Fed Judge Rips Obama Admin’s ‘Troubling’ Secrecy, Orders Release of ‘Need to Know’ Document
A federal judge tore into President Barack Obama’s administration recently in a ruling tackling the White House’s notoriously sluggish responses to Freedom of Information Act (FOIA) requests. Requests for one particular document relating to a secret 2010 order regarding foreign aid has still not been honored, prompting a federal judge to demand its disclosure and to scold the White House’s “troubling” arguments for keeping that information from the public.
While the document in question, the “Presidential Policy Directive on Global Development,” is not classified, the Department of Justice had argued that “presidential communications privilege” provided the administration with the authority to keep that document secret.
In her opinion on the case where she ordered the sealed document be disclosed, U.S. District Court Judge Ellen Huvelle admonished the White House for issuing an unsupported defense of their secrecy.
Huvelle wrote that there is “no evidence that the [directive] was intended to be, or has been treated as, a confidential presidential communication.” Furthermore, because the document was “distributed far beyond the president’s close advisers and its substance was widely discussed by the president in the media,” the White House cannot claim that this directive is being treated as sensitive information.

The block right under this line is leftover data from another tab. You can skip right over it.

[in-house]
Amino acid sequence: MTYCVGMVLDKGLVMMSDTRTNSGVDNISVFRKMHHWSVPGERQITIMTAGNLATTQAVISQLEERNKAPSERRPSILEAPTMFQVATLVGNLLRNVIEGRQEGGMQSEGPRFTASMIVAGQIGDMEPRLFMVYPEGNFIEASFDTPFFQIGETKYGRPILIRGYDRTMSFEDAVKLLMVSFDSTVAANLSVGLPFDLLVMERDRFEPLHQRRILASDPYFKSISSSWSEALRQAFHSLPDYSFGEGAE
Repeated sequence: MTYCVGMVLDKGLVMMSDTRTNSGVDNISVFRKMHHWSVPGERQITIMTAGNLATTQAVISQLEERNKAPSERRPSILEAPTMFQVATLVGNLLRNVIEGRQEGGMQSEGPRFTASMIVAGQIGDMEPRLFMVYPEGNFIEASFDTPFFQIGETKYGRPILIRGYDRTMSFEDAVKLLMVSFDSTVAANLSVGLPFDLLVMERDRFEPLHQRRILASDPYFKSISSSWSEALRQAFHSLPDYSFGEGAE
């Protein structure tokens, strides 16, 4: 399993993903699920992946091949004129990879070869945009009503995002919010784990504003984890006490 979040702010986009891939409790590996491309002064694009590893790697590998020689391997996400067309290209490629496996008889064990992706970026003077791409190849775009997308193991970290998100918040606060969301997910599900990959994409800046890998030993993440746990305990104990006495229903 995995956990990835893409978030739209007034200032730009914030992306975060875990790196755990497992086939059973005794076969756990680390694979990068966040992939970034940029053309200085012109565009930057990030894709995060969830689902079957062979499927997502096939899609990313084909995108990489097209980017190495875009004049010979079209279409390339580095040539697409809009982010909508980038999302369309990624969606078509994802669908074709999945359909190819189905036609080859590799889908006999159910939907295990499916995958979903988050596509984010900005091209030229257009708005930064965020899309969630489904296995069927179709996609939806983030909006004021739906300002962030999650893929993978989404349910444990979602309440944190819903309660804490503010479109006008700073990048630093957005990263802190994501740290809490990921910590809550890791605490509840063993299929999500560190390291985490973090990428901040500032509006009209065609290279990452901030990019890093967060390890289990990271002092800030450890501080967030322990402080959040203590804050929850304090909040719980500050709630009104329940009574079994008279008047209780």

“The government appears to adopt the cavalier attitude that the President should be permitted to convey orders throughout the Executive Branch without public oversight,” she concluded, “to engage in what is in effect governance by ‘secret law.’”
h/t The Blaze
[Photo via AP]
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